The Hebrides are to this day known in Scottish Gaelic as Innse Gall, "the islands of foreigners". It is recorded in the Landnámabók that there were culdees in Iceland before the Norse; this appears to tie in with comments of Dicuil and is given further weight by recent archaeological discoveries. The settlement of Iceland and the Faroe Islands by the Norse would have included many Norse–Gael settlers, as well as slaves and servants, they were called Vestmen, the name is retained in Vestmanna in the Faroes and the Vestmannaeyjar off the Icelandic mainland. A number of Icelandic personal names are of Gaelic origin, including Njál, Brján, Kjartan and Kormakr. Patreksfjörður, an Icelandic village, was named after Saint Patrick. A number of placenames named after the papar exist on Iceland and the Faroes. According to so
A claymore is either the Scottish variant of the late medieval two-handed sword or the Scottish variant of the basket-hilted sword. The former is characterised as having a cross hilt of forward-sloping quillons with quatrefoil terminations and was in use from the 15th to 17th centuries; the word claymore was first used in reference to swords in the 18th century in Scotland and parts of England to refer to basket-hilted swords. This description was maybe not used during the 17th century, when basket-hilted swords were the primary military swords across Europe, but these broad-bladed swords remained in service with Scottish regiments for some time longer. After the Acts of Union in 1707 when Scottish and English regiments were integrated together, the swords were seen as a mark of distinction by Scottish officers over the more slender sabres used by their English contemporaries: a symbol of physical strength and prowess, a link to the historic Highland way of life; such swords remain in service with officers of Scottish regiments in Great Britain and various Commonwealth countries today.
The term claymore is an anglicisation of the Gaelic claidheamh-mór "great sword", attested in 1772 with the gloss "great two-handed sword". The sense "basket-hilted sword" is contemporaneous, attested in 1773 as "the broad-sword now used... called the Claymore,", although OED observes that this usage is "inexact, but common". The 1911 Encyclopædia Britannica judged that the term is "wrongly" applied to the basket-hilted sword. Countering this view, Paul Wagner and Christopher Thompson argue that the term "claymore" was applied first to the basket-hilted broadsword, to all Scottish swords, they provide quotations that are earlier than those given above in support of its use to refer to a basket-hilted broadsword and targe: "a strong handsome target, with a sharp pointed steel, of above half an ell in length, screw'd into the navel of it, on his left arm, a sturdy claymore by his side". They note its use as a battle-cry as early as 1678; some authors suggest that claybeg should be used instead, from a purported Gaelic claidheamh-beag "small sword".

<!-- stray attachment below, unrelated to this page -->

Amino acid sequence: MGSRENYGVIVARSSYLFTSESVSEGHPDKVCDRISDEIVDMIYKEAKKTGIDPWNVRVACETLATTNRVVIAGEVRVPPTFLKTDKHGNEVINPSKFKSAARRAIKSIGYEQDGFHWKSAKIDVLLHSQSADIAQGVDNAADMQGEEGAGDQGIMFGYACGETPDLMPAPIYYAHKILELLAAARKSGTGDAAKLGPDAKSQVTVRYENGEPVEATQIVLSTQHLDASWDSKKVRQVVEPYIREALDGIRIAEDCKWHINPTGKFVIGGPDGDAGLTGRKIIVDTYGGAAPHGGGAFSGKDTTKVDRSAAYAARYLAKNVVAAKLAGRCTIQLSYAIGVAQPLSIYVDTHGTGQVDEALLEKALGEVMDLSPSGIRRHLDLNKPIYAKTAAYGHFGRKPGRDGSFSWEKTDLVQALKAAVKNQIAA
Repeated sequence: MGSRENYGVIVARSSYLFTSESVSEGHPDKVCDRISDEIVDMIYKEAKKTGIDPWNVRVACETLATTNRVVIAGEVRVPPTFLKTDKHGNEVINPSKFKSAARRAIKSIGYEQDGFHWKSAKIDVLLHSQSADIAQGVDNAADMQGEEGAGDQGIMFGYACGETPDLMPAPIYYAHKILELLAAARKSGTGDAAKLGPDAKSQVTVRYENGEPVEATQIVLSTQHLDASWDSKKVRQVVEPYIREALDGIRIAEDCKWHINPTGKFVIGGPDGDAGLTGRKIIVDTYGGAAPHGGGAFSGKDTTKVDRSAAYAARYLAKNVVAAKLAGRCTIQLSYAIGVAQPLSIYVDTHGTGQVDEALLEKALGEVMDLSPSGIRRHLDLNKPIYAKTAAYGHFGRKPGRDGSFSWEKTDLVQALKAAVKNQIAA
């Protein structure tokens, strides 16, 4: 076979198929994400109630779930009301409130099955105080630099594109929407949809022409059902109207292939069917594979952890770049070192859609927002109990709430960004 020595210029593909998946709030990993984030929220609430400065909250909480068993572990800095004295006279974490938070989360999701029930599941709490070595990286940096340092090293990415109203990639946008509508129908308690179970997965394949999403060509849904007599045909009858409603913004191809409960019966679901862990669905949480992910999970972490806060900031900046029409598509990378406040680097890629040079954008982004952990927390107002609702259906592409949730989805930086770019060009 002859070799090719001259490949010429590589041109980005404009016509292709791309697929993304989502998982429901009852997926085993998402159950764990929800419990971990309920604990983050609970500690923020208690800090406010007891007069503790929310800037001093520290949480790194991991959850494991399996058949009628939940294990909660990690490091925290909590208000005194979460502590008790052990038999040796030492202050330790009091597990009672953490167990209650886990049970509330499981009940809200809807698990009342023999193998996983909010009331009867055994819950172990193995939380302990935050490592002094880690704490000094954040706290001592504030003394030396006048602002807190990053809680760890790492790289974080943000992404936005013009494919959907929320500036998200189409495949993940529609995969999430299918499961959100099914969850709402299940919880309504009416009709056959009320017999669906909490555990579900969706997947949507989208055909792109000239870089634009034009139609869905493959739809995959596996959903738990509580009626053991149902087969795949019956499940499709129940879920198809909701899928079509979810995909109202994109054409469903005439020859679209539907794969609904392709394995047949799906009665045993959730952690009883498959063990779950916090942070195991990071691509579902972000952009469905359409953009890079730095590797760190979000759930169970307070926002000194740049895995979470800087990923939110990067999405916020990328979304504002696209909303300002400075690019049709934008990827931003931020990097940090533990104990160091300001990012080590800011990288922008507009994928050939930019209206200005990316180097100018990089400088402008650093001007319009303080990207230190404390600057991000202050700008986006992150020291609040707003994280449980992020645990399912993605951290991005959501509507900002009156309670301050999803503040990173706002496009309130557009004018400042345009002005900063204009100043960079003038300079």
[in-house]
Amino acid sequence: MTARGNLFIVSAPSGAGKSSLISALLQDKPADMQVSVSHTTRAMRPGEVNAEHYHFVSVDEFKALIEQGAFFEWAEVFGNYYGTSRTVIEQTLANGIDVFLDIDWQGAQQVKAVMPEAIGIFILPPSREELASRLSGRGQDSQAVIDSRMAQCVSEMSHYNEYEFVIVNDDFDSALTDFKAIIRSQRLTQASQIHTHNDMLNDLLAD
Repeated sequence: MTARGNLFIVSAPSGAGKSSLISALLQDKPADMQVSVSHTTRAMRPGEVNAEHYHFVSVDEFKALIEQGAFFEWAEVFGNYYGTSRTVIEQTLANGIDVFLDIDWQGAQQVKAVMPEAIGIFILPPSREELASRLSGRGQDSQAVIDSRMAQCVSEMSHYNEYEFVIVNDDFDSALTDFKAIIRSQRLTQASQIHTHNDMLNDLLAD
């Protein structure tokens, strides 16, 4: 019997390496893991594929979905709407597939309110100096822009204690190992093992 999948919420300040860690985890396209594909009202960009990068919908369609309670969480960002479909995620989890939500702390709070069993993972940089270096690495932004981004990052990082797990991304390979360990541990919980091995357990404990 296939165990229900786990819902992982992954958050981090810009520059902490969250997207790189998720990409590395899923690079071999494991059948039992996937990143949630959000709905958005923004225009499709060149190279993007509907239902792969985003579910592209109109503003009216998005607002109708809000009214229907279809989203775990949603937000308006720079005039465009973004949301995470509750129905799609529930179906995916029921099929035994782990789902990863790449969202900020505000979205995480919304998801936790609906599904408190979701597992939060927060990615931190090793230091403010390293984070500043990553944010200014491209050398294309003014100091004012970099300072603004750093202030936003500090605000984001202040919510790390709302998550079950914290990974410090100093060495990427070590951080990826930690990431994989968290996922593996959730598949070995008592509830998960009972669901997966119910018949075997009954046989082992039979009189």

This does not parallel Scottish Gaelic usage. According to the Gaelic Dictionary by R. A. Armstrong, claidheamh-mòr translates to "broadsword", claidheamh dà làimh to "two-handed sword", while claidheamh-beag is given as a translation of "Bilbo"; the two-handed claymore was a large sword used in the late early modern periods. It was used in the constant clan warfare and border fights with the English from circa 1400 to 1700. Although claymores existed as far back as the Wars of Scottish Independence they were smaller and few had the typical quatrefoil design; the last known battle in which it is considered to have been used in a significant number was the Battle of Killiecrankie in 1689. It was somewhat longer than other two-handed swords of the era. Though the English did use swords similar to the Claymore during the renaissance called a greatsword; the two-handed claymore seems to be an offshoot of early Scottish medieval longswords which had developed a distinctive style of a cross-hilt with forward-angled arms that ended in spatulate swellings.